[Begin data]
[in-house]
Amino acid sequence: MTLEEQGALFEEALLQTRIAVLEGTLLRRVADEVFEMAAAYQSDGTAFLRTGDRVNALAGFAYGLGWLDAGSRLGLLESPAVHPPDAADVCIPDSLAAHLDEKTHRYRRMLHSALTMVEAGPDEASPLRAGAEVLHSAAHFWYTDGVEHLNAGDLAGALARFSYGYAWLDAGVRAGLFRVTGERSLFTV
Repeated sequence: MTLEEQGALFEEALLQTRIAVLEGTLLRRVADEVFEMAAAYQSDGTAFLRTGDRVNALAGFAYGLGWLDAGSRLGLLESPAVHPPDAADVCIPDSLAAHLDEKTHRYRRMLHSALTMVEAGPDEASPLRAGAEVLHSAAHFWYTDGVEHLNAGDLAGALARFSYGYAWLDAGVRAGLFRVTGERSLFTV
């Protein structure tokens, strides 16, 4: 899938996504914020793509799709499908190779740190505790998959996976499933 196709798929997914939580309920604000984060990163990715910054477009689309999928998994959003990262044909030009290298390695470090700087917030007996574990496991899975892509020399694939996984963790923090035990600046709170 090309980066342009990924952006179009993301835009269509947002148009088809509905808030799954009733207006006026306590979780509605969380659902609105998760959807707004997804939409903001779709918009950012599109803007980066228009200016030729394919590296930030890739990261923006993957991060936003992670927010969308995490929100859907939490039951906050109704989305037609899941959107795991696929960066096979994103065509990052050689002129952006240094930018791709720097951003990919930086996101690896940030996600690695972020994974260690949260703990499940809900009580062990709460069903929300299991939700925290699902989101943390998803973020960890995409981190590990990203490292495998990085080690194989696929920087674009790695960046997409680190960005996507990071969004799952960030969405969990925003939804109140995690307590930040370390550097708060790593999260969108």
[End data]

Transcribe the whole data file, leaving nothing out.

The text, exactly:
[in-house]
Amino acid sequence: MTLEEQGALFEEALLQTRIAVLEGTLLRRVADEVFEMAAAYQSDGTAFLRTGDRVNALAGFAYGLGWLDAGSRLGLLESPAVHPPDAADVCIPDSLAAHLDEKTHRYRRMLHSALTMVEAGPDEASPLRAGAEVLHSAAHFWYTDGVEHLNAGDLAGALARFSYGYAWLDAGVRAGLFRVTGERSLFTV
Repeated sequence: MTLEEQGALFEEALLQTRIAVLEGTLLRRVADEVFEMAAAYQSDGTAFLRTGDRVNALAGFAYGLGWLDAGSRLGLLESPAVHPPDAADVCIPDSLAAHLDEKTHRYRRMLHSALTMVEAGPDEASPLRAGAEVLHSAAHFWYTDGVEHLNAGDLAGALARFSYGYAWLDAGVRAGLFRVTGERSLFTV
């Protein structure tokens, strides 16, 4: 899938996504914020793509799709499908190779740190505790998959996976499933 196709798929997914939580309920604000984060990163990715910054477009689309999928998994959003990262044909030009290298390695470090700087917030007996574990496991899975892509020399694939996984963790923090035990600046709170 090309980066342009990924952006179009993301835009269509947002148009088809509905808030799954009733207006006026306590979780509605969380659902609105998760959807707004997804939409903001779709918009950012599109803007980066228009200016030729394919590296930030890739990261923006993957991060936003992670927010969308995490929100859907939490039951906050109704989305037609899941959107795991696929960066096979994103065509990052050689002129952006240094930018791709720097951003990919930086996101690896940030996600690695972020994974260690949260703990499940809900009580062990709460069903929300299991939700925290699902989101943390998803973020960890995409981190590990990203490292495998990085080690194989696929920087674009790695960046997409680190960005996507990071969004799952960030969405969990925003939804109140995690307590930040370390550097708060790593999260969108």